In My recent debate with David Wood I made the point that followers of James tried to kill Paul while he was in Jerusalem, and some are asking from where did I gather this from? Simple, the incident is recorded in the book of Acts, a very well known incident where Paul openly declared his Roman citizenship.
Now to clear something up, I never stated that James tried to kill Paul, but that followers of James tried to kill Paul. Now who are the followers of James? Historians often refer to his followers as Jewish-Christians due to the fact that these Christians still held strongly to the Jewish law and customs, unlike Paul, who had a much more liberal view in regards to the Law.
And it was this very point that led to the dispute between James and Paul, for which Paul was even summoned to Jerusalem, to discuss the issues surrounding the law and how it should be applied. This can be read in Acts 15. Now as for the incident in which people attempted to kill Paul, the reference comes in Acts 21, Coincidently Paul comes to Jerusalem to meet with the Church of Jerusalem, again, to discuss the issue surrounding the Law. In fact let us read it and see for ourselves:
And after those days we packed and went up to Jerusalem. Also some of the disciples from Caesarea went with us and brought with them a certain Mnason of Cyprus, an early disciple, with whom we were to lodge. And when we had come to Jerusalem, the brethren received us gladly. On the following day Paul went in with us to James, and all the elders were present. When he had greeted them, he told in detail those things which God had done among the Gentiles through his ministry. And when they heard it, they glorified the Lord. And they said to him, “You see, brother, how many myriads of Jews there are who have believed, and they are all zealous for the law; but they have been informed about you that you teach all the Jews who are among the Gentiles to forsake Moses, saying that they ought not to circumcise their children nor to walk according to the customs. What then? The assembly must certainly meet, for they willhear that you have come. Therefore do what we tell you: We have four men who have taken a vow. Take them and be purified with them, and pay their expenses so that they may shave their heads, and that all may know that those things of which they were informed concerning you are nothing, but that you yourself also walk orderly and keep the law. But concerning the Gentiles who believe, we have written and decided that they should observe no such thing, except that they should keep themselves from things offered to idols, from blood, from things strangled, and from sexual immorality.” (Acts 21:15-25)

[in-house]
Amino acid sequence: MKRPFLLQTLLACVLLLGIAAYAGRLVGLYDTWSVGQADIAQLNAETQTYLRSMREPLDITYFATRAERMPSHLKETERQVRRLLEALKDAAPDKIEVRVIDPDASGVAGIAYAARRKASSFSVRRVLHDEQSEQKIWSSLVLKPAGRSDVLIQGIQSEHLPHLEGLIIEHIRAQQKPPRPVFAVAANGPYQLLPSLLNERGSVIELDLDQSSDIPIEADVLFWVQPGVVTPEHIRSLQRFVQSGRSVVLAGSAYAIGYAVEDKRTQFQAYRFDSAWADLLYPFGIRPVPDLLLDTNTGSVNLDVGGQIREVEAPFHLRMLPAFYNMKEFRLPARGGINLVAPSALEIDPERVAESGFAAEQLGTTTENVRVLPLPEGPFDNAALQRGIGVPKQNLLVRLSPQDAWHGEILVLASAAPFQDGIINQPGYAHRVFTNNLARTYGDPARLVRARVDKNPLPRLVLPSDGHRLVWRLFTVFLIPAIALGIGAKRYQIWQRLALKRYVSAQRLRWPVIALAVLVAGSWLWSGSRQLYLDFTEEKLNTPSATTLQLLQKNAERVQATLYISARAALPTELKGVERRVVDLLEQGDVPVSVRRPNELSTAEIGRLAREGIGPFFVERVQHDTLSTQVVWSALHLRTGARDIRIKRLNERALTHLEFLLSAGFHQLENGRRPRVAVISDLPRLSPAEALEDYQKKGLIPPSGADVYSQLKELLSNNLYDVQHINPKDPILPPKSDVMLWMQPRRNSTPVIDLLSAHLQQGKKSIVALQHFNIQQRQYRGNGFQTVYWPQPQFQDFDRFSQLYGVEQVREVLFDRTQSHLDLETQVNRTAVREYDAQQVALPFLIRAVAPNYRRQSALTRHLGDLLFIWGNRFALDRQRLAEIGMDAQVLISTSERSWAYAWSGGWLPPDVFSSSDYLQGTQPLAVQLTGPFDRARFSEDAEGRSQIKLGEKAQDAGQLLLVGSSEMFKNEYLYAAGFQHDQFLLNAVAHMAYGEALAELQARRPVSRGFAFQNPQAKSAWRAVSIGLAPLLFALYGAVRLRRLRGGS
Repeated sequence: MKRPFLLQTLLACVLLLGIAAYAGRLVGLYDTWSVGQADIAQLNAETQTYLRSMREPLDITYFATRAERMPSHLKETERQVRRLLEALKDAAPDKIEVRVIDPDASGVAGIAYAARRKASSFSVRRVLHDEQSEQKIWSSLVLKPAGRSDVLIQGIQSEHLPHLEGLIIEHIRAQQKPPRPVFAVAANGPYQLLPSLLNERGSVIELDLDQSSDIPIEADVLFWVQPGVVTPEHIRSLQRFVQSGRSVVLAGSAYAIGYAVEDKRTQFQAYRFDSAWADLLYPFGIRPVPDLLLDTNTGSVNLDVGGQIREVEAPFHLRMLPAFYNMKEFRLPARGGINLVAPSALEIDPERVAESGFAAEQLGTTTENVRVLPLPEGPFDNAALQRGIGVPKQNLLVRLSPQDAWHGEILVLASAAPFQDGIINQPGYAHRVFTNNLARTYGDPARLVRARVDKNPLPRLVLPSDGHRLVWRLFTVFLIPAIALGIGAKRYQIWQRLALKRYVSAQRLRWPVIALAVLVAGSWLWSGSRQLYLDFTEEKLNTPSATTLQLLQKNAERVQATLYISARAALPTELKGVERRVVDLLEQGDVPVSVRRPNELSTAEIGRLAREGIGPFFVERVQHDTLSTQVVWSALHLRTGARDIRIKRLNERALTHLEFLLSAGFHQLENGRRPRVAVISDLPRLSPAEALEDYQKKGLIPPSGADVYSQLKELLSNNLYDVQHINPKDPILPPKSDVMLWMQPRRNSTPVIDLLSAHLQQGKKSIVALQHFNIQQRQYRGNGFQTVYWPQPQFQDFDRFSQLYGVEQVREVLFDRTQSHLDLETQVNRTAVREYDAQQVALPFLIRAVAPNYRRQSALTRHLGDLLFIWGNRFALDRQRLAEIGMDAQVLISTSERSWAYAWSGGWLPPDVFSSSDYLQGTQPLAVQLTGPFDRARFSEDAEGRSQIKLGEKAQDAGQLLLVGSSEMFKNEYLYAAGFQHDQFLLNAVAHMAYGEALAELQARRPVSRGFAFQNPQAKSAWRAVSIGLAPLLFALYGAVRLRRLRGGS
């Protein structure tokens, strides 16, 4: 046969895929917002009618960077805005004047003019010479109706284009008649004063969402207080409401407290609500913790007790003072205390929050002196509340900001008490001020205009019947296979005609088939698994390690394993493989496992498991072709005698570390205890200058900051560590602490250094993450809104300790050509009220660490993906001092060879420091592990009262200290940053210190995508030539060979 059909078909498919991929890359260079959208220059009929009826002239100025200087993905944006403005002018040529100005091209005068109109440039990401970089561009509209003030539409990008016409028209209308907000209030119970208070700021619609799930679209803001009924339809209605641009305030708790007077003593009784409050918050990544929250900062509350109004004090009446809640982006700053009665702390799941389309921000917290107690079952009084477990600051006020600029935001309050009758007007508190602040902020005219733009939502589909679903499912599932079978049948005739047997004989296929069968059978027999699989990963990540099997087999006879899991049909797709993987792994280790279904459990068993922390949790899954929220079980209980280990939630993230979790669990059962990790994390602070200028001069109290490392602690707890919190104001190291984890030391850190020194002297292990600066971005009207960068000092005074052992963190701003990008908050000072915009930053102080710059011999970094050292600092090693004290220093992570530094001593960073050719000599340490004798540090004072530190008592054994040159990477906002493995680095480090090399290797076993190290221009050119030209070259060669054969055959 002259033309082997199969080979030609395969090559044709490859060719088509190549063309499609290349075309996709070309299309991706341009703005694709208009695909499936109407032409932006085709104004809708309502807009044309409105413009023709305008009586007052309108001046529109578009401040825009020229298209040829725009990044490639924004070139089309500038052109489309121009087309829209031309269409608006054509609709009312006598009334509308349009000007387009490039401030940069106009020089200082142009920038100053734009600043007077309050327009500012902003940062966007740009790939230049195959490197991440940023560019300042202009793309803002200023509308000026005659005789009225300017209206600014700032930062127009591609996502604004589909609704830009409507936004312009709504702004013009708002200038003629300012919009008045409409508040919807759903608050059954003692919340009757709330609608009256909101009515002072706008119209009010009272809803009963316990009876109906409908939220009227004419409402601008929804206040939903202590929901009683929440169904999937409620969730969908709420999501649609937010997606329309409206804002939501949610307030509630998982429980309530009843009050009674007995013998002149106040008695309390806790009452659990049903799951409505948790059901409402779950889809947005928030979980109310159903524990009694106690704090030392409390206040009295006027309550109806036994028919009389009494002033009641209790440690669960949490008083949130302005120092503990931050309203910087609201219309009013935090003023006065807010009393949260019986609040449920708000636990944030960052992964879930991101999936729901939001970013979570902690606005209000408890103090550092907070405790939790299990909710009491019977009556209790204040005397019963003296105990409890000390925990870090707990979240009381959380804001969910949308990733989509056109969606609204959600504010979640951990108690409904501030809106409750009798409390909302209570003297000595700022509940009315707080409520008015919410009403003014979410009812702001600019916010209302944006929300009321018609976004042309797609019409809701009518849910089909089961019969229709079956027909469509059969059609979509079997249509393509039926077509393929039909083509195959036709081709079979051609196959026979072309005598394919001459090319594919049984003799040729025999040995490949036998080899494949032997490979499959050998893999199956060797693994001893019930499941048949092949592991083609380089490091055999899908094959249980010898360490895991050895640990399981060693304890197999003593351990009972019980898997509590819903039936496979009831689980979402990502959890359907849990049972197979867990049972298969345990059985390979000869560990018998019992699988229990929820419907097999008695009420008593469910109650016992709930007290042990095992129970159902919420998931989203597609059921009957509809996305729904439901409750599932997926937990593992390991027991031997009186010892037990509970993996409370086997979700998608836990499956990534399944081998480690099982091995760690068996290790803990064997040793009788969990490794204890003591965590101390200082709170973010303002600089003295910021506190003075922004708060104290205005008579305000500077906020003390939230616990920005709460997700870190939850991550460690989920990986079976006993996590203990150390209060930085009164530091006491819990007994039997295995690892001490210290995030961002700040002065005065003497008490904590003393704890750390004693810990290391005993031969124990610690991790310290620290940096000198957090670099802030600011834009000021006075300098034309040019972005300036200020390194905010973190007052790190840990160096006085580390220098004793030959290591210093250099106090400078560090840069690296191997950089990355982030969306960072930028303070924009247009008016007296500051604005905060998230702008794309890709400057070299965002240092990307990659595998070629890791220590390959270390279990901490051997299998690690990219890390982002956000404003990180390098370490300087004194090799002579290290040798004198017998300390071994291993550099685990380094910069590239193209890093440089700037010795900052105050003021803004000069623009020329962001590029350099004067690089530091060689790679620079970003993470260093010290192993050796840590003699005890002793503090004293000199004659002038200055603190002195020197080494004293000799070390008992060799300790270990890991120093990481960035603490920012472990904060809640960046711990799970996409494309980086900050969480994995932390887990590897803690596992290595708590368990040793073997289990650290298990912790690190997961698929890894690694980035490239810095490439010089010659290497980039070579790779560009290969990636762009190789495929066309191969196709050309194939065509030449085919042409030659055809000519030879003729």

Notice what James tells Paul, and I have highlighted it, that there are a number of Jews who BELIEVE but they are also zealous for the Law, and these Christian Jews are concerned about Paul because they believe Paul teaches the people to forsake the law of Moses. Also keep in mind that James tells Paul to go the Temple to perform the purity acts and so he can inform the people of what he preaches, in fact James tells him what to say.
Now we read the next main part where people try to kill Paul, for these very issues James was talking about, the very thing James was talking about, comes into reality as we read: